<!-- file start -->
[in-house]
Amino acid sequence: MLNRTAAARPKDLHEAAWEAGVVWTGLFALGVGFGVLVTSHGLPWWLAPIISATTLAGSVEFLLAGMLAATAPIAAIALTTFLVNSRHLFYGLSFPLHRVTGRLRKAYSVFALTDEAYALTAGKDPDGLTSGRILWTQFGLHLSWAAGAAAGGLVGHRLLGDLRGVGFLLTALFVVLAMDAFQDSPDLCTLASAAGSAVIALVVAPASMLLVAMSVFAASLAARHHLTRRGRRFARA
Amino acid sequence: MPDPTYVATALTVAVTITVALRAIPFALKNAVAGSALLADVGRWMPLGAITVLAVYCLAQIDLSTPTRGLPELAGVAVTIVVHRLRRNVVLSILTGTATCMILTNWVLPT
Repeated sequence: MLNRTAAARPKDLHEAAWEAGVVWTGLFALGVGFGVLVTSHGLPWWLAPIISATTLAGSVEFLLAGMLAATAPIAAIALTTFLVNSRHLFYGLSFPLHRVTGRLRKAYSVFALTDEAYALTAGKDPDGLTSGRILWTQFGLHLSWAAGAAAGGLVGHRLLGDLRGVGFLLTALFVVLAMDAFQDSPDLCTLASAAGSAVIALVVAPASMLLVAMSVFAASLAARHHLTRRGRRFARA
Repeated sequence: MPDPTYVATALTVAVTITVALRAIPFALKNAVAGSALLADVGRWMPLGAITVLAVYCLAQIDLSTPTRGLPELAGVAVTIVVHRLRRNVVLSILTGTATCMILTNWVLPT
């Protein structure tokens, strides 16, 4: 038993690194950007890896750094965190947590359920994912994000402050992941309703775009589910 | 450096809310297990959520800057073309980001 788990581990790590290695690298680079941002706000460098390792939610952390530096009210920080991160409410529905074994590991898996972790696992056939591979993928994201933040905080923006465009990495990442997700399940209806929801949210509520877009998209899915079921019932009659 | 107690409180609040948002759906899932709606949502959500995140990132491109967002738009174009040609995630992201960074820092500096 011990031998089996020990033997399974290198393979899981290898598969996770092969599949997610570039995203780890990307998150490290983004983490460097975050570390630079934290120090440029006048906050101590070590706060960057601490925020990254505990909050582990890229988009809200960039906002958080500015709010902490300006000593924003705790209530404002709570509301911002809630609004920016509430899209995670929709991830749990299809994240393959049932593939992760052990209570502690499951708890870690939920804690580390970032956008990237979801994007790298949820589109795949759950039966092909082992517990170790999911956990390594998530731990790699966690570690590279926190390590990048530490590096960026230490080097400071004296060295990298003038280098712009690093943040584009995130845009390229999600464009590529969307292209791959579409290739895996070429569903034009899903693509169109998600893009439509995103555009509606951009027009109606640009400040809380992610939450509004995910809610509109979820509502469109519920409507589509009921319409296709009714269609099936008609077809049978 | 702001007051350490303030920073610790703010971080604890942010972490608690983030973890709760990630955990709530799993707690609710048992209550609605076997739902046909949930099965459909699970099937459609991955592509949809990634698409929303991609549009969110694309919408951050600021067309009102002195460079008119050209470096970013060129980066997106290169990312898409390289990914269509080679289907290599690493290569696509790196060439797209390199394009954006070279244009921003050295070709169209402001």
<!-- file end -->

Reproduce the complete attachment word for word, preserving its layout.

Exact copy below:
[in-house]
Amino acid sequence: MLNRTAAARPKDLHEAAWEAGVVWTGLFALGVGFGVLVTSHGLPWWLAPIISATTLAGSVEFLLAGMLAATAPIAAIALTTFLVNSRHLFYGLSFPLHRVTGRLRKAYSVFALTDEAYALTAGKDPDGLTSGRILWTQFGLHLSWAAGAAAGGLVGHRLLGDLRGVGFLLTALFVVLAMDAFQDSPDLCTLASAAGSAVIALVVAPASMLLVAMSVFAASLAARHHLTRRGRRFARA
Amino acid sequence: MPDPTYVATALTVAVTITVALRAIPFALKNAVAGSALLADVGRWMPLGAITVLAVYCLAQIDLSTPTRGLPELAGVAVTIVVHRLRRNVVLSILTGTATCMILTNWVLPT
Repeated sequence: MLNRTAAARPKDLHEAAWEAGVVWTGLFALGVGFGVLVTSHGLPWWLAPIISATTLAGSVEFLLAGMLAATAPIAAIALTTFLVNSRHLFYGLSFPLHRVTGRLRKAYSVFALTDEAYALTAGKDPDGLTSGRILWTQFGLHLSWAAGAAAGGLVGHRLLGDLRGVGFLLTALFVVLAMDAFQDSPDLCTLASAAGSAVIALVVAPASMLLVAMSVFAASLAARHHLTRRGRRFARA
Repeated sequence: MPDPTYVATALTVAVTITVALRAIPFALKNAVAGSALLADVGRWMPLGAITVLAVYCLAQIDLSTPTRGLPELAGVAVTIVVHRLRRNVVLSILTGTATCMILTNWVLPT
């Protein structure tokens, strides 16, 4: 038993690194950007890896750094965190947590359920994912994000402050992941309703775009589910 | 450096809310297990959520800057073309980001 788990581990790590290695690298680079941002706000460098390792939610952390530096009210920080991160409410529905074994590991898996972790696992056939591979993928994201933040905080923006465009990495990442997700399940209806929801949210509520877009998209899915079921019932009659 | 107690409180609040948002759906899932709606949502959500995140990132491109967002738009174009040609995630992201960074820092500096 011990031998089996020990033997399974290198393979899981290898598969996770092969599949997610570039995203780890990307998150490290983004983490460097975050570390630079934290120090440029006048906050101590070590706060960057601490925020990254505990909050582990890229988009809200960039906002958080500015709010902490300006000593924003705790209530404002709570509301911002809630609004920016509430899209995670929709991830749990299809994240393959049932593939992760052990209570502690499951708890870690939920804690580390970032956008990237979801994007790298949820589109795949759950039966092909082992517990170790999911956990390594998530731990790699966690570690590279926190390590990048530490590096960026230490080097400071004296060295990298003038280098712009690093943040584009995130845009390229999600464009590529969307292209791959579409290739895996070429569903034009899903693509169109998600893009439509995103555009509606951009027009109606640009400040809380992610939450509004995910809610509109979820509502469109519920409507589509009921319409296709009714269609099936008609077809049978 | 702001007051350490303030920073610790703010971080604890942010972490608690983030973890709760990630955990709530799993707690609710048992209550609605076997739902046909949930099965459909699970099937459609991955592509949809990634698409929303991609549009969110694309919408951050600021067309009102002195460079008119050209470096970013060129980066997106290169990312898409390289990914269509080679289907290599690493290569696509790196060439797209390199394009954006070279244009921003050295070709169209402001």